The First Big Battle Looms

Yesterday, both houses of the California legislature approved a new UAS law  aimed at protecting privacy.  While many other states have drone privacy laws, the California bill is a game-changer because of the way it accomplishes this purpose.

Most state drone privacy laws make it an offense to use a UAS to capture images of other people on their property and then publish those pictures.  The California law however, seizes control of the air space below 350′ and gives it to individual property owners.  Specifically, the law states:

A person wrongfully occupies real property and is liable for damages pursuant to Section 3334 if, without express permission of the person or entity with the legal authority to grant access or without legal authority, he or she operates an unmanned aircraft or unmanned aircraft system less than 350 feet above ground level within the airspace overlaying the real property.

So, if you fly your UAS from point A to point B, and in doing so you fly over someone’s property at 300′, you have wrongfully occupied their property and have to pay damages.  This is the same statute that would be used if, for example, you fraudulently posed as a building inspector to get access to someone’s house so you could live in it while they were away on vacation.

This law is on a collision course with federal preemption, and could easily end up before the United States Supreme Court before it is done.  In light of that, we will provide a preview of the likely arguments to be made by both sides.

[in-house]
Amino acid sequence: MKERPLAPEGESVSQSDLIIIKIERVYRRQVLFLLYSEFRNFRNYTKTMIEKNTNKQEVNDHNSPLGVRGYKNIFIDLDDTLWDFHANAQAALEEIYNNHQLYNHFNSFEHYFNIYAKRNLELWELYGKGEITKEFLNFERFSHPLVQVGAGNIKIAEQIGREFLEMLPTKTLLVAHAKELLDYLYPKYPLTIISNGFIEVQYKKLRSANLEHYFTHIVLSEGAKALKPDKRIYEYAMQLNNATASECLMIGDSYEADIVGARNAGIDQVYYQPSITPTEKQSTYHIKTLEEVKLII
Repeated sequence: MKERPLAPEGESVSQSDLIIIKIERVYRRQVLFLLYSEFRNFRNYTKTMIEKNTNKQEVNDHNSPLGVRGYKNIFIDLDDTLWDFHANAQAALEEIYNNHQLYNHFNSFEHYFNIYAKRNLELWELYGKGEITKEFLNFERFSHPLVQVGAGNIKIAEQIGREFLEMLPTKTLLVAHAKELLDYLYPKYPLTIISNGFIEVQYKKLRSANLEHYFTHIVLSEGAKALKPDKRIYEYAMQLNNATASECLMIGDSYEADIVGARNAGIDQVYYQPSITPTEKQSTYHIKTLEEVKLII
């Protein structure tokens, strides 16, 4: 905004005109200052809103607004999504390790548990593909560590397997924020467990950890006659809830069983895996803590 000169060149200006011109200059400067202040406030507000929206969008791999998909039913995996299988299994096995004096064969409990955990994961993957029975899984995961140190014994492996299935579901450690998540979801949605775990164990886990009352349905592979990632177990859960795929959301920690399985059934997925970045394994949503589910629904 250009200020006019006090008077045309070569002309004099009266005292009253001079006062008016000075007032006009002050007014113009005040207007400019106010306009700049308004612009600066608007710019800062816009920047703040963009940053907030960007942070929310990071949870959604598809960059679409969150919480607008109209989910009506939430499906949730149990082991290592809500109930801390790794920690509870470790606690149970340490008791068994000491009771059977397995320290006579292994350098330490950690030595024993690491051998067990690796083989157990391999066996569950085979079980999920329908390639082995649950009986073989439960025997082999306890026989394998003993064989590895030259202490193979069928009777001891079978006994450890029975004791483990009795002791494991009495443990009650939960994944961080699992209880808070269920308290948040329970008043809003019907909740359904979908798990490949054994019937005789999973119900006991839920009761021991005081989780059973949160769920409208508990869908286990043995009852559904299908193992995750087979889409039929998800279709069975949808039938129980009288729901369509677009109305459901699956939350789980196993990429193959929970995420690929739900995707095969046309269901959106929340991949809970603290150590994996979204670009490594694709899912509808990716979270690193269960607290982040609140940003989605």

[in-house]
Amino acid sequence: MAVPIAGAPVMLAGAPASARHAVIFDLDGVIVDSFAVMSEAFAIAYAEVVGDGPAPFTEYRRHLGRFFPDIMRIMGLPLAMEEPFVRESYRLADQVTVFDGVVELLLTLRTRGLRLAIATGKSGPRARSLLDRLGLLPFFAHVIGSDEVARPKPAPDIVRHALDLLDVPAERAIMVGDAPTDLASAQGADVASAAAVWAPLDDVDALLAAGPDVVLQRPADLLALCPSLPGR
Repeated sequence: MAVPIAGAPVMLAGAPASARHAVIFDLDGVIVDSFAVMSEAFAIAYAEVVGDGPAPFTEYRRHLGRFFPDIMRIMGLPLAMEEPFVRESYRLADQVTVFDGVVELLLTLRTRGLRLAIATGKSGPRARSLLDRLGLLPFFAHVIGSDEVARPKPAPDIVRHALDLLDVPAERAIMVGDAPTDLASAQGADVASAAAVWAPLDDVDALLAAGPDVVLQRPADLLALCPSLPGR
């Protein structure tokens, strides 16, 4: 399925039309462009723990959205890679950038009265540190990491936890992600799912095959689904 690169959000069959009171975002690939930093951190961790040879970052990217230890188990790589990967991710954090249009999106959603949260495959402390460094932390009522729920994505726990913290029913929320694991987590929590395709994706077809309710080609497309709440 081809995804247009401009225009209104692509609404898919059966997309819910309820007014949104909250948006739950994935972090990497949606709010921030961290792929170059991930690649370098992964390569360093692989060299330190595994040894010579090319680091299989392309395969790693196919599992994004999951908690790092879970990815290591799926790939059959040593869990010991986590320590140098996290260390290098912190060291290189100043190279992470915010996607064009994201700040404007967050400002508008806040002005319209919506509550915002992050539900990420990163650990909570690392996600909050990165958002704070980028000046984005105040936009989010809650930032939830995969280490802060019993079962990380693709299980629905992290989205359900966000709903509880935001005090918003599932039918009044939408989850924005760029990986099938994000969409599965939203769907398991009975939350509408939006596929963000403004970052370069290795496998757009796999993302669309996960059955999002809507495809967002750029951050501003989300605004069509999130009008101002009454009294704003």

Those defending the law will almost certainly base their defense on the United States Supreme Court’s decision in United States v. Causby, 328 U.S. 256 (1946).  In Causby, the Army built an airbase that required aircraft to fly at 83 feet over the plaintiff’s property when taking off and landing.  The owner had a chicken farm, and the noise and vibrations were so great that it was actually killing the chickens.  The Court ruled that the property owner could not stop the use of the airspace over his land, but that where the use substantially impaired the owner’s ability to use his land, it constituted a taking and the government had to compensate him.  Essentially, the Supreme Court recognized that all property owners have a right to the quiet enjoyment of the “immediate reaches” of the airspace over their land.  California is taking the position that it is acting to protect this recognized interest of land owners in the state, and that the sole purpose of the law is to prevent harassment and invasion of privacy.

The counter-argument to what is being done in California would be based on the fact that this is a broad attempt to control the national airspace and goes far beyond what is necessary to protect privacy.  As a starting point, the federal government has asserted exclusive sovereignty over the airspace of the United States.  See 49 USC § 40103.  In addition, the Federal Aviation Act grants the FAA broad authority to regulate air safety, the operation of aircraft, and the use of navigable airspace.  As a result, the Federal Aviation Act has consistently been held to preempt the entire field of aviation safety, as well as aircraft operation and airspace management.  In addition, both the ruling in the Pirker decision as well as the plain language of the FAA Modernization and Reform Act of 2012, make it beyond dispute that UAS are aircraft.  As a result it would be argued that Congress intends to occupy the fields of drone safety, operation, and airspace management.  Finally, it might be possible to argue that the California law is an undue burden on the “public right of transit through the navigable airspace.”  49 U.S.C. § 40103(a)(2).

There are a number of very large and powerful entities that have already set out bold plans for the use of the airspace below 500′.  These entities have the time, will, and resources to fight for their vision.  No doubt we will be following this issue for years to come.

(Originally posted August 28, 2015)

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